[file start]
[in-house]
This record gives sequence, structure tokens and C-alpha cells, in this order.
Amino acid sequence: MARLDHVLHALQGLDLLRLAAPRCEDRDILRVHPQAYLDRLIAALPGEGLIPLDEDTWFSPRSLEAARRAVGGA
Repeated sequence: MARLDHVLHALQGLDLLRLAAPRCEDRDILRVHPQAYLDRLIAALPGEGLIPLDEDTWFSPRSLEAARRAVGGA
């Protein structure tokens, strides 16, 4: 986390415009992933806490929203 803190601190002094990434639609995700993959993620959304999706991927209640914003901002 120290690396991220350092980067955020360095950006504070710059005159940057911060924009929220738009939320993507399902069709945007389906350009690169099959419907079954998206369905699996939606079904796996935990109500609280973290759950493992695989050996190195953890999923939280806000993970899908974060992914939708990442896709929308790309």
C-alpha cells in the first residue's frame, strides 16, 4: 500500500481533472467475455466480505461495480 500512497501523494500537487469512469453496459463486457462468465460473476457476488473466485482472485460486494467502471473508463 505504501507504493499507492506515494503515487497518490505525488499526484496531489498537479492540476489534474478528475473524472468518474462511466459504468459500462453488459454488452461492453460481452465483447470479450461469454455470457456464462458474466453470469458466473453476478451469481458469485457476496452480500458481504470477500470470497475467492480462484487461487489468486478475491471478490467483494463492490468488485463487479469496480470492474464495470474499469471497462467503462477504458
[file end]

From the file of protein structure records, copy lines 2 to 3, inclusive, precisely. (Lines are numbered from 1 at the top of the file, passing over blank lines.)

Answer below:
This record gives sequence, structure tokens and C-alpha cells, in this order.
Amino acid sequence: MARLDHVLHALQGLDLLRLAAPRCEDRDILRVHPQAYLDRLIAALPGEGLIPLDEDTWFSPRSLEAARRAVGGA